History was made at a well-attended New York St. Patrick’s Day Parade Committee naming of the 2016 Grand Marshal at the New York Athletic Club, on Monday night.
Chairman of the Board Dr. John Lahey, President of Quinnipiac University, introduced the Grand Marshal, the Irish peace process architect Senator George Mitchell. But just as importantly he made clear the 2016 parade would be the most inclusive in history with the Lavender and Green Alliance joining the NBC gay group [email protected].
Lavender and Green’s founder Brendan Fay could barely hide his excitement and joy at the turn of events. Barred from the parade every year except in 1991, when they were almost driven off Fifth Avenue by vicious abuse, now they are welcome participants. Fay has worked diligently every year since, including starting a St. Patrick's For All parade in Queens to set the stage for acceptance, which was long overdue.
“This is a great day,” Fay stated. “Now we are recognized as an Irish group, no more discrimination with the same opportunity to march as everyone else.”
Senator George Mitchell is clearly an inspired choice. He delivered a dazzling and self-effacing speech, poking fun at those who have practically sanctified him for helping finish violence in Northern Ireland.
The choice of Mitchell was an inspired one, especially in such a controversial year for the parade when a rump of disaffected hardliners still resent the parade ever being opened up. John Dunleavy, the architect of that policy, was nowhere to be seen, a strange absence on a stage he once controlled with an iron grip.
Mitchell is the greatest symbolic counterweight to all that, a man who took what looked like an impossible job in Northern Ireland and made them feel part of a peaceful, powerful movement.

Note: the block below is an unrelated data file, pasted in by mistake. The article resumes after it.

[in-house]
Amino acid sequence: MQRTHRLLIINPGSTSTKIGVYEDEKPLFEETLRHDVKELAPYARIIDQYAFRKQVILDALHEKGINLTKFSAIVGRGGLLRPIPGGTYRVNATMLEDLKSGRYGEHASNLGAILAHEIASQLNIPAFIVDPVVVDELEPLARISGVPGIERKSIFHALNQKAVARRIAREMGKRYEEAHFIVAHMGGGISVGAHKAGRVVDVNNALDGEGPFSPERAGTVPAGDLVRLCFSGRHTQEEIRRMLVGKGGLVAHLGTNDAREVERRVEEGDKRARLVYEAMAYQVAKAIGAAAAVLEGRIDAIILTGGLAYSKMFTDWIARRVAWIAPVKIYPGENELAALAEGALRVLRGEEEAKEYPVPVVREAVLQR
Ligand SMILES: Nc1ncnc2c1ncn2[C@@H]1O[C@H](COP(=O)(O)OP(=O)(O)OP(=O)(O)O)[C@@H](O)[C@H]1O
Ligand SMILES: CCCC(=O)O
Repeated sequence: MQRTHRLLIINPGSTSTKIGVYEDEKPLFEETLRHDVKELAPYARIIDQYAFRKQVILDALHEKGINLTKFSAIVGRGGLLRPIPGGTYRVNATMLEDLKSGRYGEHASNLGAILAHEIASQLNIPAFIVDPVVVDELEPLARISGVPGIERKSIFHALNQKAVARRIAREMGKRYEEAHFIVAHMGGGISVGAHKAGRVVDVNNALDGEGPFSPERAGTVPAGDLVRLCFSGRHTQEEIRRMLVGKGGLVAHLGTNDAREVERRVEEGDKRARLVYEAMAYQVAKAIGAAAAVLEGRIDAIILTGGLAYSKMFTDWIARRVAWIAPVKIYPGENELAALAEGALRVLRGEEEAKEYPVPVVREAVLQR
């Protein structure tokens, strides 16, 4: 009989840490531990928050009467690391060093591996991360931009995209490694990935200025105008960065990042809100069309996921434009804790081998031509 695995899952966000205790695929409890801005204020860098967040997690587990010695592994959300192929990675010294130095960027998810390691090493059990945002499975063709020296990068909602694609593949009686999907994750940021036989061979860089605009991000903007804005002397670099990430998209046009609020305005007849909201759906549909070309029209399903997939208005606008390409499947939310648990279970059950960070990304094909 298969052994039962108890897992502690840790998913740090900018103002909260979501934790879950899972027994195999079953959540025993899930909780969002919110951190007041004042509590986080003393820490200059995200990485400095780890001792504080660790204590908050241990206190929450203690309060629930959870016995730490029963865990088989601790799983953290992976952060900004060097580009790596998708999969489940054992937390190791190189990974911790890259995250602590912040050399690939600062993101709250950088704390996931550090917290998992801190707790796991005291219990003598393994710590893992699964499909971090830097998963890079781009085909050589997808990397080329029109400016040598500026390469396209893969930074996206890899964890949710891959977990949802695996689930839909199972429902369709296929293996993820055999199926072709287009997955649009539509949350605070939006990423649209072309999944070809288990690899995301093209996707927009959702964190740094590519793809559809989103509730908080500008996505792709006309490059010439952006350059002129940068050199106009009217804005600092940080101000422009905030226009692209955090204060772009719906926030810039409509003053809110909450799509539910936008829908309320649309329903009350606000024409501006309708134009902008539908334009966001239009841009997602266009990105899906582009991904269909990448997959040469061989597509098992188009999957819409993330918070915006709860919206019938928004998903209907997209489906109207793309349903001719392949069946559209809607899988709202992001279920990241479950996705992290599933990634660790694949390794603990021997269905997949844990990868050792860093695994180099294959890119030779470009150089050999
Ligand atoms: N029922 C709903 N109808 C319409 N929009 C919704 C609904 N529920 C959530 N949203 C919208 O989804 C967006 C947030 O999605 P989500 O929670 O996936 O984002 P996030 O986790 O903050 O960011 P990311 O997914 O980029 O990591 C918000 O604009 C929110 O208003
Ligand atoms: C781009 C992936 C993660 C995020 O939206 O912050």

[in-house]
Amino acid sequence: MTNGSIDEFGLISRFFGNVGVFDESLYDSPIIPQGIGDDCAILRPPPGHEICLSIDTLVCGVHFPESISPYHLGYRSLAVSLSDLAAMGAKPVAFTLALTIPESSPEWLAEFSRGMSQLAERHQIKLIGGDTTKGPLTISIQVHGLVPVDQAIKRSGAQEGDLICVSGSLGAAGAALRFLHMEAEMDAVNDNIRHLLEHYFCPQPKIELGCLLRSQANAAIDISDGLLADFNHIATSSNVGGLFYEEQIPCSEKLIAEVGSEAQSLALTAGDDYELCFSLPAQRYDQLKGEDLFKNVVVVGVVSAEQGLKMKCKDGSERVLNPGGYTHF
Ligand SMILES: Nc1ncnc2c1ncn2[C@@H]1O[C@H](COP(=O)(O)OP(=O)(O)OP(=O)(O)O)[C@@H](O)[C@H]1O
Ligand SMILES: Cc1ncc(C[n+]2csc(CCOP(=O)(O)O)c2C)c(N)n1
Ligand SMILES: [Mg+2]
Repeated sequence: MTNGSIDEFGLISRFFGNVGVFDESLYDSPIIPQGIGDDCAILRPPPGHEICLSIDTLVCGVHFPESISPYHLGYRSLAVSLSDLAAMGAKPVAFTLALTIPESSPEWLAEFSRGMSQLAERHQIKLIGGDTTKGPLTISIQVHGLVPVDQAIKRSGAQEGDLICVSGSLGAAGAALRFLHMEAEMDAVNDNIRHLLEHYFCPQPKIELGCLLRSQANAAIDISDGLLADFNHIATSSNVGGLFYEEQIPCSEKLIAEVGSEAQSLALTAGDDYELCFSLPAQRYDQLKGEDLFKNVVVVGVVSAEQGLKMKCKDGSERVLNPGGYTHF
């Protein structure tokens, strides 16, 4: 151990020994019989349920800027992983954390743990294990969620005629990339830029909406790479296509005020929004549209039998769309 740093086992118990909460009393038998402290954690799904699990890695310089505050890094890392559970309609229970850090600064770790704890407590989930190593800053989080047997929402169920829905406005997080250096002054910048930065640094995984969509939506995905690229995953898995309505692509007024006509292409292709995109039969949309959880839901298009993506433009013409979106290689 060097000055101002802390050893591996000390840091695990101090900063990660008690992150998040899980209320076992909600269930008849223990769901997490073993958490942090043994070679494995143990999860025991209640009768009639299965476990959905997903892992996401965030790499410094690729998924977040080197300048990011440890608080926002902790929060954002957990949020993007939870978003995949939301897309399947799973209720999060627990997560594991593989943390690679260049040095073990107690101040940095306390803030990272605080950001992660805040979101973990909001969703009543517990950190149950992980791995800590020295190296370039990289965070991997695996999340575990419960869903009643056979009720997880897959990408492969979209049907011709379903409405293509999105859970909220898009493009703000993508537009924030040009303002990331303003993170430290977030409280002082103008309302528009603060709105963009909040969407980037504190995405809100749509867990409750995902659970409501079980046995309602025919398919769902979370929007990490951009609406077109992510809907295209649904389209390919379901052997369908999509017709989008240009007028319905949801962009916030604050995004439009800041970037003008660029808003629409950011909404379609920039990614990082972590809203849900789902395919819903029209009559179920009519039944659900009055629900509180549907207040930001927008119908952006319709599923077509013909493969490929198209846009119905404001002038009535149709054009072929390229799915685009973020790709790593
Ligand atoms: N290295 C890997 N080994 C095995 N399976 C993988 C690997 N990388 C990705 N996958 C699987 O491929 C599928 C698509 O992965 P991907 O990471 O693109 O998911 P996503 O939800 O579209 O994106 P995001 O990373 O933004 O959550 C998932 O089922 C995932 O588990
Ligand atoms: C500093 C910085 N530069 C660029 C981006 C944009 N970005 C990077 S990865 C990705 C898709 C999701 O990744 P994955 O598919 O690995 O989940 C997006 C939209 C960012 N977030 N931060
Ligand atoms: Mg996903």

Mitchell spoke emotionally about his parents, poor as church mice, his mother with no English having immigrated from Lebanon, his father raised in an orphanage. I only wished anti-immigration advocates could have been there to hear him.
Chairman of the Board John Lahey should be thanked also, as he coolly and calmly maneuvered through the hardliners and has emerged with the best, most inclusive parade in memory in 2016, on the 100th anniversary of Ireland’s Easter Uprising.
Cardinal Dolan also attended and gave his blessing to the parade, perfectly aware of the controversy surrounding it. It's a bold and inclusive move by the cardinal who doubtless saw irremediable damage to his beloved parade unless a solution was found.
As Master of Ceremonies Hilary Beirne noted, the parade had survived the original battle against the British, the Civil War, two World Wars and attempts to tear it apart from the inside.
It has emerged now at its strongest with a dedicated and enlightened board who deserve every credit for their work in ensuring the greatest parade of all continues as a symbolic reminder of what we Irish went through before we were accepted in America.